6. A receiver (5) in a system for retargeting an image comprising: a receptor (17) connected to said communication network for receiving the transmitted image and the transmitted saliency map; an image modifier (19) for retargeting said transmitted image based on said . transmitted saliency map.
FIELD OF THE INVENTION
 The invention relates to the field of image retargeting.
BACKGROUND OF THE INVENTION
 The recent developments in the field of display technologies have seen great diversity in display sizes and same content is required to be displayed in different dimensions and aspect ratio for different devices. Typically, videos recorded for the old 4:3 ratio of CRT television are now displayed on 16:9 wide screen TV.
 There is thus a need of algorithm that could adapt images to displays different than originally intended for.
 Basic image resizing techniques are linear scaling or cropping. However, these techniques lead to image quality degradation due to loss of details, anisotropic squish or stretch, suppression of region outside the cropping window, etc.
 Hence effective adaptation of images considering the image content is needed. Such an intelligent adaptation is known in the art as "Image retargeting" or "Video retargeting" if video is considered.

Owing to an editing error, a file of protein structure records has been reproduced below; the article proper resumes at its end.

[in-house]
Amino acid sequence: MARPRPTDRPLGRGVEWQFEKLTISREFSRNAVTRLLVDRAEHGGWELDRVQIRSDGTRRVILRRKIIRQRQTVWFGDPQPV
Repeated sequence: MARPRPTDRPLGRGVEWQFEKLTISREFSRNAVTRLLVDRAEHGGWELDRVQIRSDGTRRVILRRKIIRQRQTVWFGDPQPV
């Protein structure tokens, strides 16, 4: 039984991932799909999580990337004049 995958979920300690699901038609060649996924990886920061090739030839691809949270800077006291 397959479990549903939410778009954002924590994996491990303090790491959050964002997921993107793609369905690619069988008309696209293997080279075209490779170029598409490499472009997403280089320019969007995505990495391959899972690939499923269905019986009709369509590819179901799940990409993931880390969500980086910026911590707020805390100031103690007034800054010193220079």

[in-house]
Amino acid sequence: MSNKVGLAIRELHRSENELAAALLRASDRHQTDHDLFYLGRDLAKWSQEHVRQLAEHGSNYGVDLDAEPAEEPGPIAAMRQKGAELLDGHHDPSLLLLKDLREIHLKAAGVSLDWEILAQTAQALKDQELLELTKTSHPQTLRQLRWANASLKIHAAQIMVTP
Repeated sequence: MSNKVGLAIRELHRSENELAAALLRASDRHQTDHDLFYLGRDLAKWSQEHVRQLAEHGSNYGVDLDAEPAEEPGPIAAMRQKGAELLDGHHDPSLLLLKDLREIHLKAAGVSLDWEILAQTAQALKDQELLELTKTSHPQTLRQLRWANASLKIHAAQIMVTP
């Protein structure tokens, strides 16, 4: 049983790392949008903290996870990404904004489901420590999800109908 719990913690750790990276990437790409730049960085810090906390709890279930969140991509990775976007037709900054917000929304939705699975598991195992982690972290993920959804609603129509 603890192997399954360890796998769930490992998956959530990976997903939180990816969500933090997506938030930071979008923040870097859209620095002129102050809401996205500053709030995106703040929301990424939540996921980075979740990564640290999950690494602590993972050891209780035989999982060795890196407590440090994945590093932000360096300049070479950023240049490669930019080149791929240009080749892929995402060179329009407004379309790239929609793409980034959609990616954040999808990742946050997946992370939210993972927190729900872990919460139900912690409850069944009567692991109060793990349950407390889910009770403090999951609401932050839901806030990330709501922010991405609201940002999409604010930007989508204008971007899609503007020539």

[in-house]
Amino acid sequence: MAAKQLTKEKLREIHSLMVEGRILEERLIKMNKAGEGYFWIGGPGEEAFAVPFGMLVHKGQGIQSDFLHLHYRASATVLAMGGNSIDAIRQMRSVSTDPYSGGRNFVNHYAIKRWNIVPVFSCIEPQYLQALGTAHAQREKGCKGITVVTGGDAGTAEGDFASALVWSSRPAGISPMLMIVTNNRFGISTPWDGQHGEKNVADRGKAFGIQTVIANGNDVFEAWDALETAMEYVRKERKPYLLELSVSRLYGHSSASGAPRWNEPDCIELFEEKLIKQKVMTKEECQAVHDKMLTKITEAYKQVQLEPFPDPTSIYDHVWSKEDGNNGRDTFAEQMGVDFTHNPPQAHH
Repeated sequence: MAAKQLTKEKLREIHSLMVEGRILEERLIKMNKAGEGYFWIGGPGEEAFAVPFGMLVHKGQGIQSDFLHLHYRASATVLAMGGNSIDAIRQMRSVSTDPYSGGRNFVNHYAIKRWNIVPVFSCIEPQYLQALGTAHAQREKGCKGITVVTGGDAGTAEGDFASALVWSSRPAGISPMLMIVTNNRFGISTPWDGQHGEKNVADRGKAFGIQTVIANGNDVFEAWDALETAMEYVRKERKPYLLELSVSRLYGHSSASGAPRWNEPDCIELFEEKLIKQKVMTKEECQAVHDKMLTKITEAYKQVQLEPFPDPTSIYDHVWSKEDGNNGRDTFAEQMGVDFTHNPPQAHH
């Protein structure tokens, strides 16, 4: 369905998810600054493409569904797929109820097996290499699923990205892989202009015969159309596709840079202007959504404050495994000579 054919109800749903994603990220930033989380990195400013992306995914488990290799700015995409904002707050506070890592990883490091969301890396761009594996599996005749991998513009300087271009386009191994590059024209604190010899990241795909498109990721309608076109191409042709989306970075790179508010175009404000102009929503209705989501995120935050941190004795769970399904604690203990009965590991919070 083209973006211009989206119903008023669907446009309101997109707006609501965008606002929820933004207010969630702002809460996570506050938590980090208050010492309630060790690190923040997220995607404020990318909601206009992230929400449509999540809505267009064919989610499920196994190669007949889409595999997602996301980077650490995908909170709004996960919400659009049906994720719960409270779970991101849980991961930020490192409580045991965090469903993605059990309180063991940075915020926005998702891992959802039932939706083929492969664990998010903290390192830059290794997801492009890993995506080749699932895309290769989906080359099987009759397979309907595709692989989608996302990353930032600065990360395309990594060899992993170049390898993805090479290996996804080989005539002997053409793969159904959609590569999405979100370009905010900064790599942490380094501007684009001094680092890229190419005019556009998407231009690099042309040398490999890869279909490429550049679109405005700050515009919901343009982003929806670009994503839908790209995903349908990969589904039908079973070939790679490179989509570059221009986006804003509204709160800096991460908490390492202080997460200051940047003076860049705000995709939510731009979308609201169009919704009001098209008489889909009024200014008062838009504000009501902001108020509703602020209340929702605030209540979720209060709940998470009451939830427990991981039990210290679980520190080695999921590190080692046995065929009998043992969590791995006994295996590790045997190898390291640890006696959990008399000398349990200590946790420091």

For modifying "intelligently" an image, numerous methods use a saliency map which defines an information value for each pixel.
 For instance, document EP 1 968 008 discloses a method for content-aware image retargeting which is known as "Seam Carving". A saliency map, also called an energy image, from a source image is generated according to an energy function, often a luminance gradient function. From the energy image, one or more seams are determined according to a minimizing function such that each seam has a minimal energy. Each seam is applied to the source image by suppressing or duplicating the seam to obtain a target image that preserves content but with a different aspect ratio.
 This technique was extended to video retargeting by defining a 2D seam surface in a 3D video space-time cube. The intersection of the surface with each frame defines a seam in the sense of the document. The manifold seam surface allows the seam to change adaptively over time, maintaining temporal coherence.